Depending on the reason for running the background check, the results could be used to come to a wide variety of conclusions about yourself. For an employer, it could be used to determine if you are experienced in your field, likely to hurt the image of a company, or a potential liability. They can also use it to decide whether or not to issue you a driver certification. An insurance company could use it to determine how much to charge you or if they should insure you at all. If you are applying for housing or a loan, it can be used to determine your eligibility. Even in legal matters, it can be used to establish your character.

Why Run a Background Check on Yourself or on a Potential Employee?

The advantages to running a background check on an employee or potential employee are likely clear. When you employ someone, you need them to be both a good worker and a good citizen. Employees are the face of the company to the public and their image is the company's image. For each employee or potential employee, the employer must perform a risk assessment. Someone who switches jobs every few months may be too high of a risk when compared to the cost of training. An employee who has a criminal record could become a PR disaster should he or she reoffend. A person who has been in frequent accidents might prove to be careless in ways that can affect their performance at work.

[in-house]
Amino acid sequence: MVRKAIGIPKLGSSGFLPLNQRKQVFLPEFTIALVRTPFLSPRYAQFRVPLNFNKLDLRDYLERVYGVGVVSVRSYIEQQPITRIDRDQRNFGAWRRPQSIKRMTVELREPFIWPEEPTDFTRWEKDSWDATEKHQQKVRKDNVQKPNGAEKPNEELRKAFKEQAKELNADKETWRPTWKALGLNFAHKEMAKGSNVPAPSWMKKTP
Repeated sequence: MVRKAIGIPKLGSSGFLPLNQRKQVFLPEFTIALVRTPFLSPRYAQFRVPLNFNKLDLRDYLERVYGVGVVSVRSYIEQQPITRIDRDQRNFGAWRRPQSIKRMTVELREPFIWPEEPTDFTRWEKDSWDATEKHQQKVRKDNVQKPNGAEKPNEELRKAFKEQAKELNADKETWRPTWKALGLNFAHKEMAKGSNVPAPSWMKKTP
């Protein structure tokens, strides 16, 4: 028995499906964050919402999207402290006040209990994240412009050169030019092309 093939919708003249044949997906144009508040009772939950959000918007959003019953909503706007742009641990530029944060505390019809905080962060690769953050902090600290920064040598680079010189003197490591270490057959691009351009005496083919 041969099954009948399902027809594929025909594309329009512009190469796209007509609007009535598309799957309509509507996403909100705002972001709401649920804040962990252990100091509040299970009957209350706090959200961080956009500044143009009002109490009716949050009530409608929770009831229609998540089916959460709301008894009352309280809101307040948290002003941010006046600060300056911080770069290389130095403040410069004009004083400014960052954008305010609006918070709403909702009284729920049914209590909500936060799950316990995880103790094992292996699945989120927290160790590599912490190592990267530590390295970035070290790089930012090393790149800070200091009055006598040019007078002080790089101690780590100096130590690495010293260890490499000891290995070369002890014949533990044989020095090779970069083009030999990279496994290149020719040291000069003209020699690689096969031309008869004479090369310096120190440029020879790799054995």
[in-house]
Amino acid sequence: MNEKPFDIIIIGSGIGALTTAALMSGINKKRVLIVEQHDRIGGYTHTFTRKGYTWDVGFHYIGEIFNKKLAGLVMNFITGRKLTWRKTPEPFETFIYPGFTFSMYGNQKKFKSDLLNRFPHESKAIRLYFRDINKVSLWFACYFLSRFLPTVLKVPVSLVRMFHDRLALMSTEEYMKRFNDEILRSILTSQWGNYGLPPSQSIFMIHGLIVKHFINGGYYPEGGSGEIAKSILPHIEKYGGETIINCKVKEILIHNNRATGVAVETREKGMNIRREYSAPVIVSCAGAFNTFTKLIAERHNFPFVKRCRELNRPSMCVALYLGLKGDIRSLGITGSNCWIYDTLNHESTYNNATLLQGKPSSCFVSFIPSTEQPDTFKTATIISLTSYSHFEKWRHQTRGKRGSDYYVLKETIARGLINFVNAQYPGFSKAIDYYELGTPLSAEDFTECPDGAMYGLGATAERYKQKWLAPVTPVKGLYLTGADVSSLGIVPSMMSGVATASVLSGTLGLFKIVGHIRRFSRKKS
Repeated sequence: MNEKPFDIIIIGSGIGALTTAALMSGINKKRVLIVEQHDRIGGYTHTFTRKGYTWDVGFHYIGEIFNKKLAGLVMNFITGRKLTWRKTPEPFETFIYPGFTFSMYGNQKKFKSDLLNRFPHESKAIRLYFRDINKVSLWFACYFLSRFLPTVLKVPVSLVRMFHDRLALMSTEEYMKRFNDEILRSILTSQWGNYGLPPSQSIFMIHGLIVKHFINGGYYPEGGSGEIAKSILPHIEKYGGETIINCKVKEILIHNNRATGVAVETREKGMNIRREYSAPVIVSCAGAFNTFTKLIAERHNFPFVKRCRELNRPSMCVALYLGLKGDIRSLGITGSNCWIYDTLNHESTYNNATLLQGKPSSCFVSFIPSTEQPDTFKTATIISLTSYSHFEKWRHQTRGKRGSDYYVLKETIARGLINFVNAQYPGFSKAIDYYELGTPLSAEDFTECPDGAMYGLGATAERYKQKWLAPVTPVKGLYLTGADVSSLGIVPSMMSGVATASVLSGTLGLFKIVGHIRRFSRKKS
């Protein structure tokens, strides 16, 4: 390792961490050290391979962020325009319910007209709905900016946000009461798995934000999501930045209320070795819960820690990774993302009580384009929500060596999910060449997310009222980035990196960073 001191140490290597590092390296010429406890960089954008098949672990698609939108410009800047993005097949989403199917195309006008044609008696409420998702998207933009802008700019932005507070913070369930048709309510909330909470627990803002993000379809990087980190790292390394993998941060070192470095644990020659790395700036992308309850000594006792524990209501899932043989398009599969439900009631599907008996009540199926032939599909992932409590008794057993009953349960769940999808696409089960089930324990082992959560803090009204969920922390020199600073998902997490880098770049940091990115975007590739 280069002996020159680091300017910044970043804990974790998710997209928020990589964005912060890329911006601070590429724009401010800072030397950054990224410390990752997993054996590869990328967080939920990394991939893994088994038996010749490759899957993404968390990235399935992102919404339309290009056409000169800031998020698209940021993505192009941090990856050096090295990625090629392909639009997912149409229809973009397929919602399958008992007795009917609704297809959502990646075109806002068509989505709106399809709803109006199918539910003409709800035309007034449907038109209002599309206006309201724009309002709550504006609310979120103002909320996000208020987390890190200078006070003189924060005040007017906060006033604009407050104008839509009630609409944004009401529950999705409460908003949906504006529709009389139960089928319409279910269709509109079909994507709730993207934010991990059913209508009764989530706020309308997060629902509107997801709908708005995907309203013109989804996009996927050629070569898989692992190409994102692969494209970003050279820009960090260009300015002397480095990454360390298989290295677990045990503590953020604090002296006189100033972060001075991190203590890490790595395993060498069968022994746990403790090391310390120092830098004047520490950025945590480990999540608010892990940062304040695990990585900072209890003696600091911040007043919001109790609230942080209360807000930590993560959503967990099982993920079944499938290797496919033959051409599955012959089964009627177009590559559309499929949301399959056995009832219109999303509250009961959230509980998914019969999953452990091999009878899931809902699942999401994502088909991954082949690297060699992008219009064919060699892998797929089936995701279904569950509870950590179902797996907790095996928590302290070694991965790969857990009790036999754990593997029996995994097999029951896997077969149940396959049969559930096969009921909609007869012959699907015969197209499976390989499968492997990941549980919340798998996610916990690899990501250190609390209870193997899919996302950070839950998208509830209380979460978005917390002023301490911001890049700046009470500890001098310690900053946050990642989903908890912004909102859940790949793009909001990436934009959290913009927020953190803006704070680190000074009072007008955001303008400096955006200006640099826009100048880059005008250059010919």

On the other side, it is harder to see why running a background check on yourself would be valuable. You know who you are and what you have done. What could there be to learn?

Believe it or not, there is a lot you can learn by running a background check on yourself.

When going into the job application process, you should prepare for it as if you are gearing up for a big exam. You need to do your research and learn how to play to the desires of the various employers you are applying to. When you know exactly what they are looking for, you can play up your strengths as they align with what the company is seeking.

You should also have a very clear understanding of your own weaknesses. While, as noted above, you know yourself and what you have done, it is very different when you see it all laid out on paper. By viewing these details of your life in an almost clinical manner, it is easier to step back and see yourself the way your potential employer would see you.